Ghamedi said Cunningham’s on the Lake actually is taking reservations to avoid crowds of people waiting in the lobby to be seated. The restaurant already had a system in place where people can visit the restaurant or call to add their name to the list, then get a text when their table is ready.

Alley Rose is starting the text-to-notify method, as well.

“With modern technology and cellphones, it’s pretty easy to communicate with folks,” Engberg said. “They can go anywhere they want to and we can send them a text that their table is ready.”

Is business back?

Earlier this week, restaurant owners said they already had several diners back in the restaurant.

“Everybody’s been very excited, very happy,” Cabela said of guests coming back into Jersey’s. “We’ve had a lot of compliments on how we are blocking off every other table so the social distancing is what it needs to be. More than anything, they’re just happy to come in, sit down, order a meal and have a drink.”

Business wasn’t booming at the beginning of the week for Alley Rose, but Engberg said he anticipates more guests throughout the weekend, which are busier days for the restaurant normally.

But even though he was expecting to be full Friday and Saturday nights, it’s not the same as being full on a night pre-pandemic.

“Even at 50 percent capacity, it’s not a sustainable business model for us,” Engberg said.

Alley Rose also started doing takeout service three weeks ago, in an effort to keep some of their staff employed during the closure. Because Alley Rose offers benefits, like insurance and paid vacation, for some staff members, takeout also isn’t sustainable in the long run.

Ghamedi said Cunningham’s had pretty good success with takeout, and that he was “pleasantly surprised” with the number of orders both the On the Lake and On the Bricks had for pickup and delivery. Though the restaurants always have offered takeout, Cunningham’s new online ordering system released during the closure made it easier for customers to select their entrees.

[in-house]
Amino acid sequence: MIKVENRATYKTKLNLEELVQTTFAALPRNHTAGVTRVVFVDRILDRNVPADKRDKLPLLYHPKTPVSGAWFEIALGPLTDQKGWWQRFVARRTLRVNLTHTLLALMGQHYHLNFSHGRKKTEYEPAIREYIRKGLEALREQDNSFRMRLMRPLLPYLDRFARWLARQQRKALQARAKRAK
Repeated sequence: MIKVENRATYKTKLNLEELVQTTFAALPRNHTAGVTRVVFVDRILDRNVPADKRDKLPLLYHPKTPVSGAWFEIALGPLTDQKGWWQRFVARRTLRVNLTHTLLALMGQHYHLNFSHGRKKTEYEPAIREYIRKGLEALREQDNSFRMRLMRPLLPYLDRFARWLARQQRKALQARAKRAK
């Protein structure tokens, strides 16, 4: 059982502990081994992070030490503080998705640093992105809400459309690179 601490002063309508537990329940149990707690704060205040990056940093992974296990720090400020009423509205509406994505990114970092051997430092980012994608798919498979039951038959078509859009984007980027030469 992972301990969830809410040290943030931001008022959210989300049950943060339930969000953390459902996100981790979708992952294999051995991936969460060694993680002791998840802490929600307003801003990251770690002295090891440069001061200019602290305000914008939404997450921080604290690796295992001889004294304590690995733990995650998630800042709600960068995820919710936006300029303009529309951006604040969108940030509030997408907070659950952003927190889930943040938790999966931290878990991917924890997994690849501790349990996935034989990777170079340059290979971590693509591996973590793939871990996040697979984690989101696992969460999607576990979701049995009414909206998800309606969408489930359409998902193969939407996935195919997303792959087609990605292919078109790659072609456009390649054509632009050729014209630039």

Weekends were particularly good for Cunningham’s, especially Mother’s Day weekend, and Takeout Tuesday helped during the week as well.

However, the profitability of takeout pales in comparison to normal dine-in service.

“Obviously it’s not ideal, but in a situation like this you have to do what you have to do,” Ghamedi said.

Some things may stick

Even beyond the pandemic, Ghamedi sees delivery becoming a part of the Cunningham’s business model, if the demand continues for it. The streamlined online ordering system, of course, also will stick around.

Mendoza said he thinks Joy’s Table and Angus Burgers and Shakes might keep some of their delivery and meal kit services, too, after such an “overwhelming positive response” from the community.

He said the businesses quickly adapted to these “unprecedented times,” and began to offer curbside pickup, free deliveries and prepared meal packages. More recently, they created meal kit options with fresh, uncooked ingredients so that families can make burgers, tacos or loaded baked potatoes at home.

Both restaurants also sell steaks and ground beef from Nebraska Star Beef, which is located in Holdrege.

“We have had to be creative during these difficult times and have found new revenue streams, and more so, we have listened to the voices of our community and think these options will continue to be wanted, and we want to be able to continue to meet their wants,” Mendoza said.

Slowly getting back

Though diners are returning to restaurants, some owners said it may take some time for some people to be comfortable with dining out again. Returning to the old normal is also a ways away.

Ghamedi hopes the extra cleaning measures, face masks and other steps restaurants are taking will help people feel safe.

“We understand the fears and we’re working very hard to make sure we mitigate that and make people feel comfortable coming out,” he said.

Loyal customers and a supportive community give restaurant owners hope for the future as they adjust.

But many hope the “new normal” doesn’t stay for too long.

“I’m just anxious to get back to normal,” Engberg said. “I think this is going to make us all appreciate a regular day.”

@TiffanyStoiber